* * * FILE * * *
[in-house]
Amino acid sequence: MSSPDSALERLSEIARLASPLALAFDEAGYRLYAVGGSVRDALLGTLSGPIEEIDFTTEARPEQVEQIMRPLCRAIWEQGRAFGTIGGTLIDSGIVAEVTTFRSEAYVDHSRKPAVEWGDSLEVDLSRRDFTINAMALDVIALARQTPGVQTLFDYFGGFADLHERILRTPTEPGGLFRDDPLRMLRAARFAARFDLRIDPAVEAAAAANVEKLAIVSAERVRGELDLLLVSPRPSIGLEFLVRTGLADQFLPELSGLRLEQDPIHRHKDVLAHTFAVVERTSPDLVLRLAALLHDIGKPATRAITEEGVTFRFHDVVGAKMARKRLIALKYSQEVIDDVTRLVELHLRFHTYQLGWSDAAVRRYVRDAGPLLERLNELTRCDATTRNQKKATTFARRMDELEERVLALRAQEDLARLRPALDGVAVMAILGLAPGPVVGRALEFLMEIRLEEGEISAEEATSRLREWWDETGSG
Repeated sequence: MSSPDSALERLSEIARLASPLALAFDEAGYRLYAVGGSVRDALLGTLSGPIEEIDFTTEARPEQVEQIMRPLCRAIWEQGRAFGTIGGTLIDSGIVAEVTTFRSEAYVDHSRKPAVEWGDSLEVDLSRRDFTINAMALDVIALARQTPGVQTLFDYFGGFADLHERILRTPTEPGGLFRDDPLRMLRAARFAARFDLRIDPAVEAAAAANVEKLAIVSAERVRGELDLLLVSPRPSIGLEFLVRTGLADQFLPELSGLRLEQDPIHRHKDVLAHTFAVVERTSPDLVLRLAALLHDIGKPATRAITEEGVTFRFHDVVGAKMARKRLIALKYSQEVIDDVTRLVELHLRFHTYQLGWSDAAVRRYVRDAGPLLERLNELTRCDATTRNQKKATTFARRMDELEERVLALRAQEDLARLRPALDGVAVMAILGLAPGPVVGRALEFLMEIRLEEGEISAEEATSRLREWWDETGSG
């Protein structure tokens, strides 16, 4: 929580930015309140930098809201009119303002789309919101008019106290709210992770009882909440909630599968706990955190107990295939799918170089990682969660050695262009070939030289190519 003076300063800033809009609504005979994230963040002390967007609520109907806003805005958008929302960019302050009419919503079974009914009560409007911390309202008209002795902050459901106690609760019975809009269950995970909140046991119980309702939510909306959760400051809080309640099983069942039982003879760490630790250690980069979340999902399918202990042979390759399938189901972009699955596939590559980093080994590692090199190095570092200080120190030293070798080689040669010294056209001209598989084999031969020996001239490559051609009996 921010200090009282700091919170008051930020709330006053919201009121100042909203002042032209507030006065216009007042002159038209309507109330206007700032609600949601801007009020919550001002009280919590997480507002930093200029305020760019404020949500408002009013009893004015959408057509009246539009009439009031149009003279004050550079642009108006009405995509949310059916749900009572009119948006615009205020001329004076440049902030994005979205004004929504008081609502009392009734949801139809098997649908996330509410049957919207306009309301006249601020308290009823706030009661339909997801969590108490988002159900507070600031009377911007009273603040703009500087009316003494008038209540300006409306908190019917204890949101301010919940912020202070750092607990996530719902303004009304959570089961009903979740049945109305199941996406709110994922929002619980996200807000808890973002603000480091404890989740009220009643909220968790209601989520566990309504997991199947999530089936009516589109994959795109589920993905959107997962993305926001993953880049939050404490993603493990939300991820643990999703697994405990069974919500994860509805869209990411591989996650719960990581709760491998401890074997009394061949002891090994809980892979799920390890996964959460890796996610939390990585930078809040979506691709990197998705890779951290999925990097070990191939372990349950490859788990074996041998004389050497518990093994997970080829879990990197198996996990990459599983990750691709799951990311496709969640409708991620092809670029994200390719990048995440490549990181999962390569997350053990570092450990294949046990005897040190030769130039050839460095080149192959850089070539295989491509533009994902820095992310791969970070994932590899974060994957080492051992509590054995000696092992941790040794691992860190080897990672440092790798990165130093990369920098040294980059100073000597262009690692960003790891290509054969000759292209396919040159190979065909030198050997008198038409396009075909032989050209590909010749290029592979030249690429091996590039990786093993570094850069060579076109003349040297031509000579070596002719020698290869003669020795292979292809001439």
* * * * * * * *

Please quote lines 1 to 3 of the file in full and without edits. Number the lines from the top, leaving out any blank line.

[in-house]
Amino acid sequence: MSSPDSALERLSEIARLASPLALAFDEAGYRLYAVGGSVRDALLGTLSGPIEEIDFTTEARPEQVEQIMRPLCRAIWEQGRAFGTIGGTLIDSGIVAEVTTFRSEAYVDHSRKPAVEWGDSLEVDLSRRDFTINAMALDVIALARQTPGVQTLFDYFGGFADLHERILRTPTEPGGLFRDDPLRMLRAARFAARFDLRIDPAVEAAAAANVEKLAIVSAERVRGELDLLLVSPRPSIGLEFLVRTGLADQFLPELSGLRLEQDPIHRHKDVLAHTFAVVERTSPDLVLRLAALLHDIGKPATRAITEEGVTFRFHDVVGAKMARKRLIALKYSQEVIDDVTRLVELHLRFHTYQLGWSDAAVRRYVRDAGPLLERLNELTRCDATTRNQKKATTFARRMDELEERVLALRAQEDLARLRPALDGVAVMAILGLAPGPVVGRALEFLMEIRLEEGEISAEEATSRLREWWDETGSG
Repeated sequence: MSSPDSALERLSEIARLASPLALAFDEAGYRLYAVGGSVRDALLGTLSGPIEEIDFTTEARPEQVEQIMRPLCRAIWEQGRAFGTIGGTLIDSGIVAEVTTFRSEAYVDHSRKPAVEWGDSLEVDLSRRDFTINAMALDVIALARQTPGVQTLFDYFGGFADLHERILRTPTEPGGLFRDDPLRMLRAARFAARFDLRIDPAVEAAAAANVEKLAIVSAERVRGELDLLLVSPRPSIGLEFLVRTGLADQFLPELSGLRLEQDPIHRHKDVLAHTFAVVERTSPDLVLRLAALLHDIGKPATRAITEEGVTFRFHDVVGAKMARKRLIALKYSQEVIDDVTRLVELHLRFHTYQLGWSDAAVRRYVRDAGPLLERLNELTRCDATTRNQKKATTFARRMDELEERVLALRAQEDLARLRPALDGVAVMAILGLAPGPVVGRALEFLMEIRLEEGEISAEEATSRLREWWDETGSG